Around the State

Kay Goodwin, Secretary of Education and the Arts and chairman of the W.Va. Sesquicentennial Commission, presents Gov. Earl Ray Tomblin with a sesquicentennial coin.

Kay Goodwin, Secretary of Education and the Arts and chairman
of the W.Va. Sesquicentennial Commission, presents Gov. Earl Ray
Tomblin with a sesquicentennial coin.Around the State

150th birthday commemoration coin sells out

CHARLESTON — Coins minted to celebrate West Virginia’s 150th birthday are now in the hands of collectors.

The commemorative silver rounds sold out Monday. Online sales had begun just after midnight. Officials say they were gone by 11:15 a.m.

The state minted 1,863 of the coins, to reflect the year West Virginia gained statehood. They depict the official sesquicentennial logo on one side and a detailed engraving of the state seal on the other. They sold for $49 each. West Virginia split from Virginia during the Civil War. Activities commemorating the state’s birth are leading up to a major celebration in Charleston that runs from June 20 through the June 23 anniversary of statehood. The state also issued a commemorative coin in 1963, when it turned 100. Those have become collector’s items.

PARKERSBURG

‘Fort’ teacher rehired: A Wood County teacher who put a box labeled “bad kid fort” around a special-needs student will return to the classroom in the fall. The county Board of Education unanimously voted this week to rehire Amanda Terrell, a move that reversed a March decision to not renew the Parkersburg High School teacher’s contract. Terrell had been suspended for five days without pay earlier

this year. Beth Dean and Jeff Richards have said a teacher humiliated their 15-year-old son, who has Asperger’s syndrome, when she

put the cardboard box around his seat because of his behavior in the classroom. Board member Tad Wilson said that he agreed with Schools Superintendent Pat Law’s recommendation to add Terrell to the rehire list for the 2013-2014 academic year.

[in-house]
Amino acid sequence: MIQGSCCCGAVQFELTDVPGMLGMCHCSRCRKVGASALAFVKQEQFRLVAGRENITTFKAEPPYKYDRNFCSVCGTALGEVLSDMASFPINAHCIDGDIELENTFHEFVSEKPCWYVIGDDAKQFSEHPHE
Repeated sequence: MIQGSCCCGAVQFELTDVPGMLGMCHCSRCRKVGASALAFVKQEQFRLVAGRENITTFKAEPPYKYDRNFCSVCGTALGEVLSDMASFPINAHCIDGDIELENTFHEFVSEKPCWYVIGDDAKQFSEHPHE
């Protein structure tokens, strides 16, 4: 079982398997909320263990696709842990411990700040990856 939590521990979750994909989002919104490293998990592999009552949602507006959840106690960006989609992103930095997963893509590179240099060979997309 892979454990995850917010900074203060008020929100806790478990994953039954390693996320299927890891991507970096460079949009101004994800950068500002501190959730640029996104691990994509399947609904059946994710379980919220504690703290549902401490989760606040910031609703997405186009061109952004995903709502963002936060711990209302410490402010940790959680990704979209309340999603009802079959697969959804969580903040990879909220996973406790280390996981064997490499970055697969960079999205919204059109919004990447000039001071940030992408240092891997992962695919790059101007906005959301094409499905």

Parkersburg High administrators and a teachers’ union both endorsed Terrell as a good teacher, Wilson said. Terrell was one of three teachers who were not on the rehire list approved by the board in March. Jesse Young, another Parkersburg High School who

was suspended over a student dance video, also was added to the rehire list this week. Law said the third teacher, who was not identified, will not be rehired. A May 21 hearing scheduled on a grievance filed by Terrell has been cancelled.

 

MARTINSBURG

Record trout caught in Berkeley County: The Divisionof Natural Resources says a record rainbow trout was caught in Berkeley County.

DNR director Frank Jezioro says the trout was caught by Tony Corbin of Gerrardstown on May 2 from a private pond. The fish weighed 17.3 pounds. Corbin used a swimbait on 10pound test line to catch the fish. The previous weight record for a rainbow trout was a 15.65pound fish set in 2005. The length of the fish caught by Corbin was 30.5 inches. That fell short of the state record of 31.7 inches set in 1993.

 

MORGANTOWN

Students ignore sign offer: So much for amnesty. The city of Morgantown says not a single West Virginia University student took advantage of a program allowing them to return stolen street signs without penalty. Students often claim souvenirs of their college careers, and the practice has become expensive for the city. It offered to accept signs with no questions asked. But as of Friday, only 16 signs were turned in — and all of them by landlords. Assistant Public Works Director Lyle Matthews says they typically find them while cleaning

out apartments at the end of the year. Morgantown has experimented with different kinds of signs to deter theft.

Officials have settled on a stronger pole with supports several inches thick — instead of a thin, metal sign that’s often pliable enough to remove.

Student sanctions down: West Virginia University is seeing a decline in malicious burning cases involving students.

An annual report by the Student Rights and Responsibilities Committee shows the number of malicious burning violations declined

from 21 in the 2011-2012academic year to nine in the past school year. Dean of Students Corey Farris says that the decrease is partly

due to increased awareness about the possible punishments and dangers for starting fires. More than 40 street fires were

deliberately set last October following the WVU football team’s win over Texas. The report says the number of total sanctions against students for non-academic conduct, such as assaults and vandalism, declined from 138 to 131.

Sanctions included 20 expulsions, 17 suspensions, 18 for community service and three behavior reflection papers.

— From the Associated Press

 

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